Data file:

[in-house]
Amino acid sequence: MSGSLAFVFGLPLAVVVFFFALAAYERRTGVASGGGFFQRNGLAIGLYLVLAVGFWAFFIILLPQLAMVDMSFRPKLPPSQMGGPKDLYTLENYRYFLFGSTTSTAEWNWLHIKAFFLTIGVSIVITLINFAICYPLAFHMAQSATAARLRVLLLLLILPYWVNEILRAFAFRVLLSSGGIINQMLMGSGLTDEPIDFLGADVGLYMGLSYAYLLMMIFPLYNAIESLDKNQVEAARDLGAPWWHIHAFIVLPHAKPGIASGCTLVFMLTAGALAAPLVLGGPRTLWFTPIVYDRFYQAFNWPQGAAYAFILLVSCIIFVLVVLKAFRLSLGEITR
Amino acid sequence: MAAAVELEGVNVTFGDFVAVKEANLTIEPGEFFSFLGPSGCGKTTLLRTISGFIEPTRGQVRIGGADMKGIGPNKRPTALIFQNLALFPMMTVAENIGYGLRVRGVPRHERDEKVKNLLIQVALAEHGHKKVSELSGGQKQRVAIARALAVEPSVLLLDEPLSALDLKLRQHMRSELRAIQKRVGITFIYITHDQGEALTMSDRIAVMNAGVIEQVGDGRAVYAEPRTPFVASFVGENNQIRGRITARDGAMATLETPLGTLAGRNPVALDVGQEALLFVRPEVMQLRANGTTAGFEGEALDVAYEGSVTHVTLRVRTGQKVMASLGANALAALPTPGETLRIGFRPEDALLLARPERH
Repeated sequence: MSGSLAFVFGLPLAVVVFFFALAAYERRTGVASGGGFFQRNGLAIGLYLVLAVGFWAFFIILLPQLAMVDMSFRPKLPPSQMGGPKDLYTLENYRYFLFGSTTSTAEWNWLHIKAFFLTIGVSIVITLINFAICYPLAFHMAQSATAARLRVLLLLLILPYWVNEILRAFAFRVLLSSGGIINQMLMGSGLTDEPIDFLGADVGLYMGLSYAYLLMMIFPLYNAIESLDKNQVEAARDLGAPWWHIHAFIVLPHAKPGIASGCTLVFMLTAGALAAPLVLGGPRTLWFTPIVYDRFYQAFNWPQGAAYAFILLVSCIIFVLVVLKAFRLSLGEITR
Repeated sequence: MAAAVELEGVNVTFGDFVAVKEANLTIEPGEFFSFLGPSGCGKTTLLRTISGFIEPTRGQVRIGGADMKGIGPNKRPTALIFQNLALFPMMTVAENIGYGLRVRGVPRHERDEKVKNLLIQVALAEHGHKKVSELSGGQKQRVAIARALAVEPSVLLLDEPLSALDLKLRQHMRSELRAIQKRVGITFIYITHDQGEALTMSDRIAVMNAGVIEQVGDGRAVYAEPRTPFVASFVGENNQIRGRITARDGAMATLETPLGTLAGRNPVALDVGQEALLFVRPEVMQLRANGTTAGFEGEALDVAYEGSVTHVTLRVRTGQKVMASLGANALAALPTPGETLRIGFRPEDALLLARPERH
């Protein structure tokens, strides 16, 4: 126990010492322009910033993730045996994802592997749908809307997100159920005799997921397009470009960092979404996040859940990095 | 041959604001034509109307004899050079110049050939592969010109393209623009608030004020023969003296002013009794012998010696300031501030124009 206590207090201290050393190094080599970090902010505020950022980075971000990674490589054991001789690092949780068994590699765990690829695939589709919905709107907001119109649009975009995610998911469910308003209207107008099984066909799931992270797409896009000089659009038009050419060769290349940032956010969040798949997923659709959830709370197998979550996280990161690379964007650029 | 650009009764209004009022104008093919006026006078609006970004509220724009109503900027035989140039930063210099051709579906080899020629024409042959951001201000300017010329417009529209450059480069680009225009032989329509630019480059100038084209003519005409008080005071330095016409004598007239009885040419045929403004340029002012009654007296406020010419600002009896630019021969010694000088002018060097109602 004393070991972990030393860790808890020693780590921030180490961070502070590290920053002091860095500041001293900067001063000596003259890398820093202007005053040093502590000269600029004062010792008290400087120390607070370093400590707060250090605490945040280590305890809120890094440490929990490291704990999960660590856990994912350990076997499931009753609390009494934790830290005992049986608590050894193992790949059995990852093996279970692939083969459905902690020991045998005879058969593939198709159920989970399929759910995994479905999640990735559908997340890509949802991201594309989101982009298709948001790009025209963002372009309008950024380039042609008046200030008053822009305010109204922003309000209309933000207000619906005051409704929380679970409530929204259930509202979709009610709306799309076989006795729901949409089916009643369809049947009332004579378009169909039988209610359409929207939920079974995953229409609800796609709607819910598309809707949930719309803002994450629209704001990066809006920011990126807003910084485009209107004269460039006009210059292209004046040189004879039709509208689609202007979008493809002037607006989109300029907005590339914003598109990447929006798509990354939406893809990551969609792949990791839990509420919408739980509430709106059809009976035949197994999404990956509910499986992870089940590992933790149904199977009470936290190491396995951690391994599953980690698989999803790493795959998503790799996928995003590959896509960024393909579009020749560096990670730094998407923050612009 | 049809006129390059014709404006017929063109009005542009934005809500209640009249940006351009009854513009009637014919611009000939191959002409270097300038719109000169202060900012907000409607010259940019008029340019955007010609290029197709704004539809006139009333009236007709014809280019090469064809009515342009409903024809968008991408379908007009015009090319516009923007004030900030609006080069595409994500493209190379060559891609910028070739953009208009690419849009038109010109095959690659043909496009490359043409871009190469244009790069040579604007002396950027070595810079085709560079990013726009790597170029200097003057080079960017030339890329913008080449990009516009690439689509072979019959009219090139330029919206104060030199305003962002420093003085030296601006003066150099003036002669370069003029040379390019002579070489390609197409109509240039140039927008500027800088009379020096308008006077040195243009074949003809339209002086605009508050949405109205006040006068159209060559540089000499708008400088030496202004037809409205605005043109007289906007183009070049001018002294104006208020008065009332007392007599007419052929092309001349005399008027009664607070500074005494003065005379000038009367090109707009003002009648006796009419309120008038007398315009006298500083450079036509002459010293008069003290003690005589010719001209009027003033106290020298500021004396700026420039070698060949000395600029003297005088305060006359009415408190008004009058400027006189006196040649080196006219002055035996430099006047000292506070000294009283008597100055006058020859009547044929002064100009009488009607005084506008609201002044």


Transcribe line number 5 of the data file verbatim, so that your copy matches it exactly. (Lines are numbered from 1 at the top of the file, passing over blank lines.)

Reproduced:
Repeated sequence: MAAAVELEGVNVTFGDFVAVKEANLTIEPGEFFSFLGPSGCGKTTLLRTISGFIEPTRGQVRIGGADMKGIGPNKRPTALIFQNLALFPMMTVAENIGYGLRVRGVPRHERDEKVKNLLIQVALAEHGHKKVSELSGGQKQRVAIARALAVEPSVLLLDEPLSALDLKLRQHMRSELRAIQKRVGITFIYITHDQGEALTMSDRIAVMNAGVIEQVGDGRAVYAEPRTPFVASFVGENNQIRGRITARDGAMATLETPLGTLAGRNPVALDVGQEALLFVRPEVMQLRANGTTAGFEGEALDVAYEGSVTHVTLRVRTGQKVMASLGANALAALPTPGETLRIGFRPEDALLLARPERH